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It might have been death by coronavirus as the COVID-19 pandemic choked the economy and strangled many businesses to bankruptcy. But more than the abstraction that is the economy, or the corporate fiction that a business could be, the flesh and blood individual struggling with his threatened physical health even while anxious over dwindling material wealth is COVID’s ultimate victim.
History is always the most revered authority, and the ultimate teacher. It is empirical proof of expected results from conditions and contexts as naturally presented by science or as conjured and executed by minds. What has happened, has happened, and there is always a lesson learned.
“No, it is not white sand that is being used to fill up the Manila Bay shoreline,” Presidential Spokesman Harry Roque said when news photos flashed images of heavy machinery on the baywalk dumping what indeed looked like glistening white sand over the stony black murk of muddy sand.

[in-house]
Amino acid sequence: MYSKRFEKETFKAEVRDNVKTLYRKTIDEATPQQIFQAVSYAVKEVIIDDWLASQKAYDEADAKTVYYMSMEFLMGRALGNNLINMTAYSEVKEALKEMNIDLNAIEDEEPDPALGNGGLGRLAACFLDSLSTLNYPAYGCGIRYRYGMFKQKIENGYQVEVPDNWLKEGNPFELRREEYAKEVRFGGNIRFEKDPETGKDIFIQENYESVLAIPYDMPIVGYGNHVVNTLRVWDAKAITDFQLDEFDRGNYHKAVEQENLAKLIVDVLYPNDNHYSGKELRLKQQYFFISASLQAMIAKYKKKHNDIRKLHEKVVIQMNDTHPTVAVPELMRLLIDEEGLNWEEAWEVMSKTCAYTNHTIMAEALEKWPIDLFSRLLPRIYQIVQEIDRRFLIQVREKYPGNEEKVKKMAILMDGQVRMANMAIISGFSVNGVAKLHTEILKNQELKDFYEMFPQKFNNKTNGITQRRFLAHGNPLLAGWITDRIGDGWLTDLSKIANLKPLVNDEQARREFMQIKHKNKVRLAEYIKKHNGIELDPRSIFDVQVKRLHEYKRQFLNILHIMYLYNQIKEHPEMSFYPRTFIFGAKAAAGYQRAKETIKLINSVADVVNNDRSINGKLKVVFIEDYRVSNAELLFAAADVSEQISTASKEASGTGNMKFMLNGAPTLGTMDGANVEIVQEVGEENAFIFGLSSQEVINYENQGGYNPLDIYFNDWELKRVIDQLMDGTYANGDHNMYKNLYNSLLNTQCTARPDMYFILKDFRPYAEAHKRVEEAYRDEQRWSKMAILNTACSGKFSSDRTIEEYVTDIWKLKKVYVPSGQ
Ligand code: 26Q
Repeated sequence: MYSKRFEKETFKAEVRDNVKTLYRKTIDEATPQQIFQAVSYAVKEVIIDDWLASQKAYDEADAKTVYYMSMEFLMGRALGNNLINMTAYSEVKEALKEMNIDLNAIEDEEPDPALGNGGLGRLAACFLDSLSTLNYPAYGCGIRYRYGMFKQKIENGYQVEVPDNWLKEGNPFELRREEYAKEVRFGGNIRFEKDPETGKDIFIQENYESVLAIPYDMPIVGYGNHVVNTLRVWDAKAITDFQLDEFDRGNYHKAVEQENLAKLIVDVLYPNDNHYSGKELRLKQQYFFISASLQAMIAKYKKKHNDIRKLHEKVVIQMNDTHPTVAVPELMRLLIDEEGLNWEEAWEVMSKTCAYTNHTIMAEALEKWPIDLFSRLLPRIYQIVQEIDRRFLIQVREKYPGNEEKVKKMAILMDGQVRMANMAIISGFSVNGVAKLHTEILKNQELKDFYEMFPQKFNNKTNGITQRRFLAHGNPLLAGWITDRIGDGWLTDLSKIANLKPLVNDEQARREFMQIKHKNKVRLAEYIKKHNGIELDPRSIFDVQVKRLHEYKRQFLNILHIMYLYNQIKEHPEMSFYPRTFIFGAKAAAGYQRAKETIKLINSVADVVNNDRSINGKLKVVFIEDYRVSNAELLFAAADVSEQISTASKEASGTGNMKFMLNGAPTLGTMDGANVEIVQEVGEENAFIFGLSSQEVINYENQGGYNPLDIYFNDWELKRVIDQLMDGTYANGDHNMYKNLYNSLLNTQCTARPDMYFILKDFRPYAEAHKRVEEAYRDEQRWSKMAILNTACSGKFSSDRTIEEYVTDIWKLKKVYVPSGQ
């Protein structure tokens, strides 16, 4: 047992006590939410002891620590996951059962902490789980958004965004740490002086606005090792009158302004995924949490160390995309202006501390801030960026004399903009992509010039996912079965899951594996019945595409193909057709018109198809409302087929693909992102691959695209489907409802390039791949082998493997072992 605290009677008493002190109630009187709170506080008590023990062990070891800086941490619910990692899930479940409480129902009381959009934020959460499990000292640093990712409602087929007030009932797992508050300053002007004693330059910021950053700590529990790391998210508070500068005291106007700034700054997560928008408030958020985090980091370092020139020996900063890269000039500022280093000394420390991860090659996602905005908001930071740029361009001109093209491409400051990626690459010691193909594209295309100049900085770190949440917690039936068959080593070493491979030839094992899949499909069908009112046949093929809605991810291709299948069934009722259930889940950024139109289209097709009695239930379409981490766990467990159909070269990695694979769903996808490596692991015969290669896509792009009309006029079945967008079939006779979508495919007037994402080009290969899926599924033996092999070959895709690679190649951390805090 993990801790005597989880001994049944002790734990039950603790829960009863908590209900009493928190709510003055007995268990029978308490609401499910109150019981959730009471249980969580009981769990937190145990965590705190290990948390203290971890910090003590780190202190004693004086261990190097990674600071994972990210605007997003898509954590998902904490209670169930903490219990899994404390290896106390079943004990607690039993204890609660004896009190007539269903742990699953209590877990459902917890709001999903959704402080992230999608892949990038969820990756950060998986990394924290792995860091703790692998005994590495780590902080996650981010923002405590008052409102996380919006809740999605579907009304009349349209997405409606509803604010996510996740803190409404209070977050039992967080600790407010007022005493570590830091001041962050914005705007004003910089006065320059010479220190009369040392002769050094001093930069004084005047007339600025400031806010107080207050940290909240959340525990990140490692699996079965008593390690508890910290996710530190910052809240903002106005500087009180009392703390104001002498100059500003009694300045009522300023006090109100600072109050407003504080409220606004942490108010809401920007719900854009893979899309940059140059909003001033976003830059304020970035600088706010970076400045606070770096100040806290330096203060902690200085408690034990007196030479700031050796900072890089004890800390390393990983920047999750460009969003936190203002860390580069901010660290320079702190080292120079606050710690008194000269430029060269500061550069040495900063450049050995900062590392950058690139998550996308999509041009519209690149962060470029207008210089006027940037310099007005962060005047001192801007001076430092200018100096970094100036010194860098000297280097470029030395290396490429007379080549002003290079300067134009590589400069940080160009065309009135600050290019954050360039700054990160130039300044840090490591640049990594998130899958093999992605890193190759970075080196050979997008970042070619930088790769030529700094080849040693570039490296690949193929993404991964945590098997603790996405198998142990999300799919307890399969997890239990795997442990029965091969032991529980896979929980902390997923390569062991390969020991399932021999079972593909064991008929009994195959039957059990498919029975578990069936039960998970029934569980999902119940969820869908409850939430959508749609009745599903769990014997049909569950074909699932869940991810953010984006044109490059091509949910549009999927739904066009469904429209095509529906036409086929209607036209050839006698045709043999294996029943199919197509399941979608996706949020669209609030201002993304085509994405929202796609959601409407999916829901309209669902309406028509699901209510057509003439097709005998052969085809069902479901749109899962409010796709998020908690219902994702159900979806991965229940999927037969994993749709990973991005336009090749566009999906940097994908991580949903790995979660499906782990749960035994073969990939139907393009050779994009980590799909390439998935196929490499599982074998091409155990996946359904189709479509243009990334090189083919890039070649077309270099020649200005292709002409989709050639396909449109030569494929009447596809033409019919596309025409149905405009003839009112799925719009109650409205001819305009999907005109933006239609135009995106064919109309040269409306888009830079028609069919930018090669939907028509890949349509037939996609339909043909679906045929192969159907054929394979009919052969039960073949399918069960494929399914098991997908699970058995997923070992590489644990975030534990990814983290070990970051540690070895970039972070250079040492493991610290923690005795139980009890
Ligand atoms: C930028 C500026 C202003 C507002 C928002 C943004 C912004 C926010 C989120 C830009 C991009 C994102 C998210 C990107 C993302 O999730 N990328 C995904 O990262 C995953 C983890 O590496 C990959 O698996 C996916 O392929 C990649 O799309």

Why should seemingly irrelevant news about Papua New Guinea refusing to pay a loan of $53 million from China be among the opening salvo of posts last Friday on various Viber chats among bored mostly middle class Filipinos quarantined and restricted for five months — and going — in this coronavirus pandemic?
Finance Secretary Carlos G. Dominguez III has always been known for saying it like it is. When he announced a 16.5% decline in the country’s second quarter GDP (gross domestic product) (in real terms, at 2018 prices) compared to last year — the news was shocking, but at least comfortably acceptable because it came from Mr. Dominguez. This is the worst contraction of the Philippine economy since 1981, during the debt crisis in the time of Ferdinand Marcos’ Martial Law. The country is now undeniably in a recession.
The Cyber Libel Law, or formally, the Cybercrime Prevention Act of 2012, has caused more confusion than the clarification it should have given the libel laws of the Philippines through their evolution and refinement since the Revised Penal Code was enacted in the 1930s. The chaos is most pathetic in this restrictive time of the coronavirus pandemic, when limited human communication and interaction has forced people’s concentration on the internet — now the most convenient, and at times the only, means of talking to the outside world from imposed isolation.